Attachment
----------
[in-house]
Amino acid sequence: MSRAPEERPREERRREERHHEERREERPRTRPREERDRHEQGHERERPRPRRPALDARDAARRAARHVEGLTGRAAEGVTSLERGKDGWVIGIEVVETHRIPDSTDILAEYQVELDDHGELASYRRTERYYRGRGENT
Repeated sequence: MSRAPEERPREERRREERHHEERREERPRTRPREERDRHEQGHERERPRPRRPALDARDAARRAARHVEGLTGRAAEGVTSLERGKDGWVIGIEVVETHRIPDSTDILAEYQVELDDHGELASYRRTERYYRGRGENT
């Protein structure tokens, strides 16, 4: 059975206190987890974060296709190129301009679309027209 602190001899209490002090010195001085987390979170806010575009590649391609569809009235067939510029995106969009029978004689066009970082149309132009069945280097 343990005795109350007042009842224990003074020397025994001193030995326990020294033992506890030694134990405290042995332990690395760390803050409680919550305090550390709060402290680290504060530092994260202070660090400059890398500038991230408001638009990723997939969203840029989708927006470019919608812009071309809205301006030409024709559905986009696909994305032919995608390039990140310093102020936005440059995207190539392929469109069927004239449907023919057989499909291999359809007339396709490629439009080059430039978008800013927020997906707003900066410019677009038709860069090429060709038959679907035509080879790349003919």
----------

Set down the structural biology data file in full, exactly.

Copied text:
[in-house]
Amino acid sequence: MSRAPEERPREERRREERHHEERREERPRTRPREERDRHEQGHERERPRPRRPALDARDAARRAARHVEGLTGRAAEGVTSLERGKDGWVIGIEVVETHRIPDSTDILAEYQVELDDHGELASYRRTERYYRGRGENT
Repeated sequence: MSRAPEERPREERRREERHHEERREERPRTRPREERDRHEQGHERERPRPRRPALDARDAARRAARHVEGLTGRAAEGVTSLERGKDGWVIGIEVVETHRIPDSTDILAEYQVELDDHGELASYRRTERYYRGRGENT
């Protein structure tokens, strides 16, 4: 059975206190987890974060296709190129301009679309027209 602190001899209490002090010195001085987390979170806010575009590649391609569809009235067939510029995106969009029978004689066009970082149309132009069945280097 343990005795109350007042009842224990003074020397025994001193030995326990020294033992506890030694134990405290042995332990690395760390803050409680919550305090550390709060402290680290504060530092994260202070660090400059890398500038991230408001638009990723997939969203840029989708927006470019919608812009071309809205301006030409024709559905986009696909994305032919995608390039990140310093102020936005440059995207190539392929469109069927004239449907023919057989499909291999359809007339396709490629439009080059430039978008800013927020997906707003900066410019677009038709860069090429060709038959679907035509080879790349003919």